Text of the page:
This morning we were at the HQ of Entrepreneur Magazine in Irvine, CA where Rand appeared early in the morning to meet supporters and then there was a fundraiser where we all called for contributions. Everyone was very pumped, we're off to a great start. Rand will be back in June to fundraise some more.
Tidbit that wasn't announced, Ted Gaines, a California state senator has endorsed Rand told me he is going to be rallying California Republican elected officials to join the Randwagon, or at least he'll attempt to. I think Congressman Tom McClintock is a possibility, California elected Republicans are pretty establishment from my experience, a lot of spineless do littles waiting to see what leadership is doing so they can be a team player.
John Menard Jr. is widely known as the richest man in Wisconsin. A tough-minded, staunchly conservative 75-year-old billionaire, he owns a highly profitable chain of hardware stores throughout the Midwest. He’s also famously publicity-shy — rarely speaking in public or giving interviews.
So a little more than three years ago, when Menard wanted to back Wisconsin Gov. Scott Walker — and help advance his pro-business agenda — he found the perfect way to do so without attracting any attention: He wrote more than $1.5 million in checks to a pro-Walker political advocacy group that pledged to keep its donors secret, three sources directly familiar with the transactions told Yahoo
January 20, 2015 A good political campaign is a lot like Megazord, the giant super-robot from the popular '90s TV series Power Rangers.
If you grew up watching TV in the '90s, you will recall that the Megazord was constructed from the five individual robots operated by the Power Rangers. With their forces combined, the Rangers could conquer pretty much any foe the evil Rita Repulsa threw at them.
Political campaigns benefit from a similar diversification of talent. If you have a great media team but your ground game is terrible, that's no good. Similarly, if you have a stellar volunteer base but your senior staff is a bunch of incompetent legacy hires, that
Should Rand Paul join the crowded 2016 Republican field later this spring, as widely expected, Kelley Paul will join the ranks of prospective first ladies who help define their husband's political brands. It's a high-profile role that is challenging at best, yet those who know the family suggest that she would adapt well to the next step in her husband's career.
Reserved but politically savvy, Kelley Paul worked for a Republican consulting firm whose clients included another potential presidential candidate, Texas Sen. Ted Cruz, before resigning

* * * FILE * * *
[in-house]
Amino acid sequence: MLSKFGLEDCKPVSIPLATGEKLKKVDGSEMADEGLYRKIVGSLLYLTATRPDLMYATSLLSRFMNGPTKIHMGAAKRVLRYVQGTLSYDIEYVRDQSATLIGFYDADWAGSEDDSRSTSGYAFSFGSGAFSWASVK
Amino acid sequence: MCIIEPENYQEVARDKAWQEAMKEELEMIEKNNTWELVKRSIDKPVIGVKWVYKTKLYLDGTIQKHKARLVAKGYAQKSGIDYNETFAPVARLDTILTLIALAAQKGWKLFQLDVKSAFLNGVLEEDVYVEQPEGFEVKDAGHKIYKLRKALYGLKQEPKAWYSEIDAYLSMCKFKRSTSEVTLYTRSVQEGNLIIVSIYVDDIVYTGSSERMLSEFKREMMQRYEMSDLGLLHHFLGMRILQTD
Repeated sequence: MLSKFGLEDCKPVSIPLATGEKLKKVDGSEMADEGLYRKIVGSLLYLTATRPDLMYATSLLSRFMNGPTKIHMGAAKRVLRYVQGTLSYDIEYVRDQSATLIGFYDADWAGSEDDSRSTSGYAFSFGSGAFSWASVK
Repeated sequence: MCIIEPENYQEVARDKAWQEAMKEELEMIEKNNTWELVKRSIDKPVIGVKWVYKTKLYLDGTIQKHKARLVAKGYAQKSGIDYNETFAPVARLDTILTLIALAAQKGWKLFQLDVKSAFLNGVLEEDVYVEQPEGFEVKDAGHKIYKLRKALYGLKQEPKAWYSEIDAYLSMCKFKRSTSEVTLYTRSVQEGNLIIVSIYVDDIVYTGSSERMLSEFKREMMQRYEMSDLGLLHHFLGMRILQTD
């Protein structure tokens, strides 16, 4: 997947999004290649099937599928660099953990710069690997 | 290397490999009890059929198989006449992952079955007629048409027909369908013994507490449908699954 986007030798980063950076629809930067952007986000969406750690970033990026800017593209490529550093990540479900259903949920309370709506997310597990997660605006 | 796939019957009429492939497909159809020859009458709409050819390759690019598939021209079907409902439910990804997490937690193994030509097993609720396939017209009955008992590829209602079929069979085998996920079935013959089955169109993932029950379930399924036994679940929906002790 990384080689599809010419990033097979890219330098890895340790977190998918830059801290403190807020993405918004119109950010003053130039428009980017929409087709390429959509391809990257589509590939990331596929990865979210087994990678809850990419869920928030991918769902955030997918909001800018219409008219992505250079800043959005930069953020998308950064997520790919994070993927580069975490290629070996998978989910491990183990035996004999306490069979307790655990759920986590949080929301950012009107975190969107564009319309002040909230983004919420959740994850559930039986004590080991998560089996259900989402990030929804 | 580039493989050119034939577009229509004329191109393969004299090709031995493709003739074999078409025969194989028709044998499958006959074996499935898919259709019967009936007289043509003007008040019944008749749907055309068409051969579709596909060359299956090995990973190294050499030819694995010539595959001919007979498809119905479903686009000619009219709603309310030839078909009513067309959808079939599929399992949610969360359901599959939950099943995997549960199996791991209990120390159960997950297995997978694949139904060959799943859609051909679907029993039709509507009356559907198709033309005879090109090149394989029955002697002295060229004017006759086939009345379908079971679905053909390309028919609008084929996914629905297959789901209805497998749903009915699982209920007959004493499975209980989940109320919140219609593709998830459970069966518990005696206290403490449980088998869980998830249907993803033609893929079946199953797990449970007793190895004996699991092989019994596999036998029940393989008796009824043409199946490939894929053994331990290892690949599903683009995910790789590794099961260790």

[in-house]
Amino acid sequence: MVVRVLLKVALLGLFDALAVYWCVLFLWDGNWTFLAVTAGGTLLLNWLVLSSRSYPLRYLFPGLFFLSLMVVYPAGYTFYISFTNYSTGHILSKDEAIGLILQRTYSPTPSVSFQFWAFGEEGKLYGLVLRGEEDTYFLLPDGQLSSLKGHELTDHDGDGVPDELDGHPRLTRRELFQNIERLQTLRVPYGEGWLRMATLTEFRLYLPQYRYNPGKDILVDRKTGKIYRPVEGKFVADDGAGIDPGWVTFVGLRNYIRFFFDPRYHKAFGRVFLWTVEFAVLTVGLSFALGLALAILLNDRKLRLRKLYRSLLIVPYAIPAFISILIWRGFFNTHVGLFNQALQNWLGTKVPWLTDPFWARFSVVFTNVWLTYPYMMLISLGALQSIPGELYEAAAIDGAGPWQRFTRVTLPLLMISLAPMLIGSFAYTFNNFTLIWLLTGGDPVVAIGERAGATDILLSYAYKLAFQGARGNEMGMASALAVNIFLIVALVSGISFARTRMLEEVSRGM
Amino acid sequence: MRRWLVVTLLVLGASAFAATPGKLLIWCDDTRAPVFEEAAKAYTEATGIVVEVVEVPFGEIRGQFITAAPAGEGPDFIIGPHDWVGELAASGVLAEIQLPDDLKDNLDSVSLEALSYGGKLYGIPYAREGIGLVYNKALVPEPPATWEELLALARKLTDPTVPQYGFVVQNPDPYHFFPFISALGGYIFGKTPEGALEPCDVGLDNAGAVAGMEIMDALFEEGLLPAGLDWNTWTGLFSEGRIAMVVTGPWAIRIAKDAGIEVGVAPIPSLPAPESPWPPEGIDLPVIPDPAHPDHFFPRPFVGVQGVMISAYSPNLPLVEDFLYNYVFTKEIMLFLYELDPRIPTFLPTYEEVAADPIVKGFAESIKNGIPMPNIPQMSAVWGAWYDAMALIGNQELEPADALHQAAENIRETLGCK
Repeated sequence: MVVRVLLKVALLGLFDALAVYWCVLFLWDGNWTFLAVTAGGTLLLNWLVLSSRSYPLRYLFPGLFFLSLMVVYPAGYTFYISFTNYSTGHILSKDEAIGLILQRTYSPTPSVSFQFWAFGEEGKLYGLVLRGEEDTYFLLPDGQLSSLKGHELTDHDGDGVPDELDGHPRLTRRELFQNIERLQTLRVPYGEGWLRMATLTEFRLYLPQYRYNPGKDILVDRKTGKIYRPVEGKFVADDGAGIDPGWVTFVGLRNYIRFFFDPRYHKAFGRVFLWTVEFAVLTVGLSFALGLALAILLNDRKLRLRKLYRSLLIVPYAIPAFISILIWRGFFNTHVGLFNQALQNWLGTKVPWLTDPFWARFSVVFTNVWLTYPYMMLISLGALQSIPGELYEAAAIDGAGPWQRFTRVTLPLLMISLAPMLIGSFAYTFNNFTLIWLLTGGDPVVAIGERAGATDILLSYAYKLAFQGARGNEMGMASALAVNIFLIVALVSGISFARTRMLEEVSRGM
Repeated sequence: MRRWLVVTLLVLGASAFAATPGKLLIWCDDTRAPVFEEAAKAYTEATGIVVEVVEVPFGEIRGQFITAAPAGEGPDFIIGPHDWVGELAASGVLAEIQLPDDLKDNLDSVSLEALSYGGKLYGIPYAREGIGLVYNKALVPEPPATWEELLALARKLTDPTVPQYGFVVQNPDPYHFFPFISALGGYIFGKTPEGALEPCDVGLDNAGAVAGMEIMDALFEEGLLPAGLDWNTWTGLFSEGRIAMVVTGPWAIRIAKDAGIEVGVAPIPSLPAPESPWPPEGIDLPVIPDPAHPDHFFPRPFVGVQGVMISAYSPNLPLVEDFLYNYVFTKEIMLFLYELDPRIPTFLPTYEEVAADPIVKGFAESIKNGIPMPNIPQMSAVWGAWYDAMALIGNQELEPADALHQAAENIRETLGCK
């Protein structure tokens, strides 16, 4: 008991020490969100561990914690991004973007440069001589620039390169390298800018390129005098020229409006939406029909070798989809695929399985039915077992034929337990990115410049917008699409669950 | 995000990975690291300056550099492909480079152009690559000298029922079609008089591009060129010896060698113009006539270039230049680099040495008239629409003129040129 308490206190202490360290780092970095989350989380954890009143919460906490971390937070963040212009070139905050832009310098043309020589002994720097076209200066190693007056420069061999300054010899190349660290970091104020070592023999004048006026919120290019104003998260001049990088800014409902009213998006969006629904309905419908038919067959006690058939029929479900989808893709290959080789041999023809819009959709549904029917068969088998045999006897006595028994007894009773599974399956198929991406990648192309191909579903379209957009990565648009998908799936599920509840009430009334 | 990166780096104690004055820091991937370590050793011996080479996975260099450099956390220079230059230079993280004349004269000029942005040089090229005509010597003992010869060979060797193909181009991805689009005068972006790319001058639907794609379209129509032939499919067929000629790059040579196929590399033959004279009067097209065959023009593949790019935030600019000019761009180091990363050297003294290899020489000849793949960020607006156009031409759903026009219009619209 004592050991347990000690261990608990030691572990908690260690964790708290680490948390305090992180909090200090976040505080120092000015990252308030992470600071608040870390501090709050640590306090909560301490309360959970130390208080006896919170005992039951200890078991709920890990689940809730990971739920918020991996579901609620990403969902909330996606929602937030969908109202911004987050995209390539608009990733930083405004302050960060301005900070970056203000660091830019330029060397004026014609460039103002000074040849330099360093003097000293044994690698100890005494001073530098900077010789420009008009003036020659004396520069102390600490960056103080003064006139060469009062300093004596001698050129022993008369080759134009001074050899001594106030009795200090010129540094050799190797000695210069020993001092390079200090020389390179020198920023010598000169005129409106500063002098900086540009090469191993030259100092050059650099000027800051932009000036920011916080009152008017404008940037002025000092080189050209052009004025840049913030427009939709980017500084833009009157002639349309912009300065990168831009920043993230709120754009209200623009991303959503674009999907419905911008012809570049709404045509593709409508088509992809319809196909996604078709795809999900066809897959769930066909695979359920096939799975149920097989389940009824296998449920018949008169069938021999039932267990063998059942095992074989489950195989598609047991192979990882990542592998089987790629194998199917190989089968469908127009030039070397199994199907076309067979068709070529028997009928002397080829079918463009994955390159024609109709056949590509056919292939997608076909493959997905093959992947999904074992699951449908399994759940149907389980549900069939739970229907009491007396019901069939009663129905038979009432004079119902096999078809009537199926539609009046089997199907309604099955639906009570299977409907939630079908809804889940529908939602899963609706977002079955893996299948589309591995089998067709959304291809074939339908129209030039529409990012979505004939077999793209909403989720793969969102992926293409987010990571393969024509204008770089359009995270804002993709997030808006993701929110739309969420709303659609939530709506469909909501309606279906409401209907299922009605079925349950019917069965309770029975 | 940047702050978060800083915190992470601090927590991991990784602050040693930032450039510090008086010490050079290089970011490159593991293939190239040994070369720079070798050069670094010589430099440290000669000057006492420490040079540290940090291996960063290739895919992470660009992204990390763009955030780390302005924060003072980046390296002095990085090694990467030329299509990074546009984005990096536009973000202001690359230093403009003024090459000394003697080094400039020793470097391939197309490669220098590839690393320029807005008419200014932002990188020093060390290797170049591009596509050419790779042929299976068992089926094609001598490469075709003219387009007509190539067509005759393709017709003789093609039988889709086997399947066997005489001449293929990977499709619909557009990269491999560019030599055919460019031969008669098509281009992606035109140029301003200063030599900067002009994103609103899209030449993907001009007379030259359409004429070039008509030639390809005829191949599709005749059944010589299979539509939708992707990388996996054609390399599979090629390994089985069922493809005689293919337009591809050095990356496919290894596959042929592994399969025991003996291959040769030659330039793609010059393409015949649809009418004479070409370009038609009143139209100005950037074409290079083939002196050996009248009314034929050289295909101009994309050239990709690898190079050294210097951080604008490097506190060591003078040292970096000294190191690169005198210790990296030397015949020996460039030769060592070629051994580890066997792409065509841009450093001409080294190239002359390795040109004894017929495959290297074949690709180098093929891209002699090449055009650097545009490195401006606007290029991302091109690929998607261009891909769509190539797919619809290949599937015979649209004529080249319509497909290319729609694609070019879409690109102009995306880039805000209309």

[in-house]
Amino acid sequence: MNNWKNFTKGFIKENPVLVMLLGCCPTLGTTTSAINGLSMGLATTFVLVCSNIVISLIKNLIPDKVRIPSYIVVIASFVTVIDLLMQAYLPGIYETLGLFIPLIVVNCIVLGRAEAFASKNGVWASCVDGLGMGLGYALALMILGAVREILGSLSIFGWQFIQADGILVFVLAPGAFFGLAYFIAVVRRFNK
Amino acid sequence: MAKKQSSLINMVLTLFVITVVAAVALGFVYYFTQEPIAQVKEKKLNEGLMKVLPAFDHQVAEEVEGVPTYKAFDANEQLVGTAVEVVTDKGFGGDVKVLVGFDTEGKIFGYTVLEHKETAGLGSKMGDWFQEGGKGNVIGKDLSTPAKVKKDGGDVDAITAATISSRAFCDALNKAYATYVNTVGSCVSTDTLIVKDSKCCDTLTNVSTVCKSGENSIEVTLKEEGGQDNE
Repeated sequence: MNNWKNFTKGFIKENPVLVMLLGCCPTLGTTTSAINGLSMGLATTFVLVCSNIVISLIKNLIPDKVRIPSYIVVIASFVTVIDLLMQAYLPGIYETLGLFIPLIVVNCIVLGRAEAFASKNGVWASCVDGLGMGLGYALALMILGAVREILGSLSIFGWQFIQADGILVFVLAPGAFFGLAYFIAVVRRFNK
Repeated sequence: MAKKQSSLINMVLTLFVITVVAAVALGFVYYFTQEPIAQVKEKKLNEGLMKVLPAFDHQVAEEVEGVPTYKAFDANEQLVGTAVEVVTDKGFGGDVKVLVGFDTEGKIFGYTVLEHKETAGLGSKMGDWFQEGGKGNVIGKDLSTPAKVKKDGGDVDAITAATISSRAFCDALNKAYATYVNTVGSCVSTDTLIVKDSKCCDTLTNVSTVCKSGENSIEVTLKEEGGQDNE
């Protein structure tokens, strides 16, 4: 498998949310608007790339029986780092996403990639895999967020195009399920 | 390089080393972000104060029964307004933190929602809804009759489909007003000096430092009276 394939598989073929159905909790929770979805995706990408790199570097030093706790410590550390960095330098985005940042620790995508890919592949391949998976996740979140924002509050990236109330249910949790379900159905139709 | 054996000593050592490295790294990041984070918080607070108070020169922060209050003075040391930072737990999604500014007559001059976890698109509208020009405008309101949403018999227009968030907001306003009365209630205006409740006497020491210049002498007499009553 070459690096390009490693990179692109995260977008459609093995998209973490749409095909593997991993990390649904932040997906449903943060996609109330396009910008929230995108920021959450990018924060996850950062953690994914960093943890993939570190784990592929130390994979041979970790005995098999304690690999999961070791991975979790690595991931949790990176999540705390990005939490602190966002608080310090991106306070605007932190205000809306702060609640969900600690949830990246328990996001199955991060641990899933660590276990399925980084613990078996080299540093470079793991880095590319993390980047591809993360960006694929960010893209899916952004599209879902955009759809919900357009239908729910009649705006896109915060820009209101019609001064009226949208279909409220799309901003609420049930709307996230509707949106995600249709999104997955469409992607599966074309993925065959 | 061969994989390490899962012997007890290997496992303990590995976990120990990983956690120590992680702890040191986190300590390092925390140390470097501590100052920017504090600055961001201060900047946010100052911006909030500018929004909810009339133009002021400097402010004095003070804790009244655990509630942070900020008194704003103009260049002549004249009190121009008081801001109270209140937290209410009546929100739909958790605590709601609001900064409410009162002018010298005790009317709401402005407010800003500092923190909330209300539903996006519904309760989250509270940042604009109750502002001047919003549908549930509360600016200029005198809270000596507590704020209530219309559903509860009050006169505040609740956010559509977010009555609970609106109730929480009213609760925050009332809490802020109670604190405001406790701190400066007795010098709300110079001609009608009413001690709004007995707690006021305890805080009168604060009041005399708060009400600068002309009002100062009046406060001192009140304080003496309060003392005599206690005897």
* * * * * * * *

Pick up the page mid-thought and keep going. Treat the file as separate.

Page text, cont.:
Tesla has a special history with the state of New Jersey, having delivered the 500th Roadster there in 2009. Fast forward to 2014, though, and the electric vehicle company is having a decidedly less-positive experience in the Garden State. In short, Tesla's ongoing dealer fight has turned sour, and thing are potentially going from bad to worse today.
Tesla says it has been working "constructively" with the New Jersey Motor Vehicle Commission (NJMVC) and Governor Chris Christie's administration "to defend against the New Jersey Coalition of Automotive Retailers' (NJ CAR) attacks on Tesla's business model and the rights of New Jersey consumers." In other words, the right for Tesla to open its own stores and not use the traditional dealer model. The legislative process on the fate of Proposal PRN 2013-138 (PDF) has been continuing and Tesla says it thought everyone was acting in good faith, but now it's not so sure.
Texas Republican Rep. Ron Paul will retire from Congress next year after serving for 12 terms, but several Republicans influenced by the iconic libertarian-leaning lawmaker will be arriving to take his place.
Thomas Massie won the race to replace retiring Kentucky Republican Rep. Geoff Davis, beating Democrat Bill Adkins by 20 percentage points. Massie, an ally of Paul’s son, Kentucky Republican Sen. Rand Paul, raised nearly 10 times as much money as Adkins, according to the Lexington-Herald Leader.
Michigan Republican Rep. Justin Amash, who was already vying to be the House’s next “Dr. No” in his first term, was re-elected with 58 percent of the vote. Democrat Steve Pestka had hoped to win the votes of independents and moderate Republicans who might regard Amash as too extreme, but failed to gain traction against the 31-year-old congressman.
In a neighboring Michigan district, Ron Paul Republican Kerry Bentivolio was elected to the House seat formerly held by GOP Rep. Thaddeus McCotter. McCotter, who had failed to gather enough valid signatures to appear on the ballot, resigned from the House amid a petition scandal. Bentivolio beat Democrat Syed Taj.
Bentivolio spent four decades in the U.S. Army, but was painted by opponents as an eccentric. He raised reindeer and was an occasional Santa Claus. He was elected to Congress by a 7-point margin.
Many other candidates endorsed by Ron and Rand Paul, as well as Paul-influenced organizations like Campaign for Liberty, were on the ballot Tuesday, including Texas Sen.-elect Ted Cruz. But these three Republicans most self-consciously identified with the Pauls’ calls for deep spending cuts, auditing the Federal Reserve, and a more restrained foreign policy.
They all raised money from Paul’s vast national network of donors, which helped them remain competitive in their primaries and the general election.
Amash endorsed Ron Paul for president and was one of three Republican legislators — including the Texas congressman and fellow Paul endorser North Carolina Republican Rep. Walter Jones — who did not formally back Mitt Romney for president.